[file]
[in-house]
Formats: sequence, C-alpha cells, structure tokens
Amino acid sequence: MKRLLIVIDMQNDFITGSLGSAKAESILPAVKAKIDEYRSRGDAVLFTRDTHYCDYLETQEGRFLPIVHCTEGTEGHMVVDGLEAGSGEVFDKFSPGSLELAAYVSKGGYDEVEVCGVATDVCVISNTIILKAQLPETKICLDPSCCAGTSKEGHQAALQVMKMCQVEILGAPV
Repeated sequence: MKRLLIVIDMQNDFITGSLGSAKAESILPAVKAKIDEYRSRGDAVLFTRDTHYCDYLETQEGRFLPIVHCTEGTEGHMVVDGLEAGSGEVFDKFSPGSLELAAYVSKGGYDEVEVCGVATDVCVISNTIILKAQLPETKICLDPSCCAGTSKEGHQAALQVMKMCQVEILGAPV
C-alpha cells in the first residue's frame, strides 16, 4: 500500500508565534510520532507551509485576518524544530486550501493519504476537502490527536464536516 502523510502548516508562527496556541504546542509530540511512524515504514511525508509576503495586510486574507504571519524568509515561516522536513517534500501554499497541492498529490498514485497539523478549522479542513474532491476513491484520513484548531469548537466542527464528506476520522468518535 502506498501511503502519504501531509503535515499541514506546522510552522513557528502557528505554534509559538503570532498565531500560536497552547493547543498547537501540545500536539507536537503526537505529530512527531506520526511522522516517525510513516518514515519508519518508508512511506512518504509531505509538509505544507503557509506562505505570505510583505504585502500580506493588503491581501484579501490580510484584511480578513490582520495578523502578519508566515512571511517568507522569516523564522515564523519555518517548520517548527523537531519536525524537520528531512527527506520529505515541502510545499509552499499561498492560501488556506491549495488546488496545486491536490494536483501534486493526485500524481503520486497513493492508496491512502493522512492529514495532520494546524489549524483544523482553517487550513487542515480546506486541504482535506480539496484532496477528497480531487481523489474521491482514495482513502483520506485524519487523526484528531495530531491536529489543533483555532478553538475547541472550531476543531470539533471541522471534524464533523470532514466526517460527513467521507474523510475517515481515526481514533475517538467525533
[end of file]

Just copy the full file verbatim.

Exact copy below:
[in-house]
Formats: sequence, C-alpha cells, structure tokens
Amino acid sequence: MKRLLIVIDMQNDFITGSLGSAKAESILPAVKAKIDEYRSRGDAVLFTRDTHYCDYLETQEGRFLPIVHCTEGTEGHMVVDGLEAGSGEVFDKFSPGSLELAAYVSKGGYDEVEVCGVATDVCVISNTIILKAQLPETKICLDPSCCAGTSKEGHQAALQVMKMCQVEILGAPV
Repeated sequence: MKRLLIVIDMQNDFITGSLGSAKAESILPAVKAKIDEYRSRGDAVLFTRDTHYCDYLETQEGRFLPIVHCTEGTEGHMVVDGLEAGSGEVFDKFSPGSLELAAYVSKGGYDEVEVCGVATDVCVISNTIILKAQLPETKICLDPSCCAGTSKEGHQAALQVMKMCQVEILGAPV
C-alpha cells in the first residue's frame, strides 16, 4: 500500500508565534510520532507551509485576518524544530486550501493519504476537502490527536464536516 502523510502548516508562527496556541504546542509530540511512524515504514511525508509576503495586510486574507504571519524568509515561516522536513517534500501554499497541492498529490498514485497539523478549522479542513474532491476513491484520513484548531469548537466542527464528506476520522468518535 502506498501511503502519504501531509503535515499541514506546522510552522513557528502557528505554534509559538503570532498565531500560536497552547493547543498547537501540545500536539507536537503526537505529530512527531506520526511522522516517525510513516518514515519508519518508508512511506512518504509531505509538509505544507503557509506562505505570505510583505504585502500580506493588503491581501484579501490580510484584511480578513490582520495578523502578519508566515512571511517568507522569516523564522515564523519555518517548520517548527523537531519536525524537520528531512527527506520529505515541502510545499509552499499561498492560501488556506491549495488546488496545486491536490494536483501534486493526485500524481503520486497513493492508496491512502493522512492529514495532520494546524489549524483544523482553517487550513487542515480546506486541504482535506480539496484532496477528497480531487481523489474521491482514495482513502483520506485524519487523526484528531495530531491536529489543533483555532478553538475547541472550531476543531470539533471541522471534524464533523470532514466526517460527513467521507474523510475517515481515526481514533475517538467525533